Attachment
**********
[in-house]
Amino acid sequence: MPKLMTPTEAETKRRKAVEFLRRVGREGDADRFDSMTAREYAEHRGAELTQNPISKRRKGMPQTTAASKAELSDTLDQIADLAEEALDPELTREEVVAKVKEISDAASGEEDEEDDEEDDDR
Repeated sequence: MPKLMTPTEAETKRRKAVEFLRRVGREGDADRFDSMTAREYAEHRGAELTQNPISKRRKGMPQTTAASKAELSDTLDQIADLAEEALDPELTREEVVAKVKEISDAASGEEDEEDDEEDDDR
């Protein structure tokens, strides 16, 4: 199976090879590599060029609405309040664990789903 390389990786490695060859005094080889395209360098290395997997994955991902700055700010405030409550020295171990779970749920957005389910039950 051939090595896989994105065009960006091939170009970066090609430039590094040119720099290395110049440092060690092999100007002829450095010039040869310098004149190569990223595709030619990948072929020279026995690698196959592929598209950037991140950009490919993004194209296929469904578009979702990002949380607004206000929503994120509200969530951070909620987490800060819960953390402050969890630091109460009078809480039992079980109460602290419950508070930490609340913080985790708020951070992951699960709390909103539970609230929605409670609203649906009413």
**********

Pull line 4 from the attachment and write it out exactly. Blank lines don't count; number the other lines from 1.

């Protein structure tokens, strides 16, 4: 199976090879590599060029609405309040664990789903 390389990786490695060859005094080889395209360098290395997997994955991902700055700010405030409550020295171990779970749920957005389910039950 051939090595896989994105065009960006091939170009970066090609430039590094040119720099290395110049440092060690092999100007002829450095010039040869310098004149190569990223595709030619990948072929020279026995690698196959592929598209950037991140950009490919993004194209296929469904578009979702990002949380607004206000929503994120509200969530951070909620987490800060819960953390402050969890630091109460009078809480039992079980109460602290419950508070930490609340913080985790708020951070992951699960709390909103539970609230929605409670609203649906009413």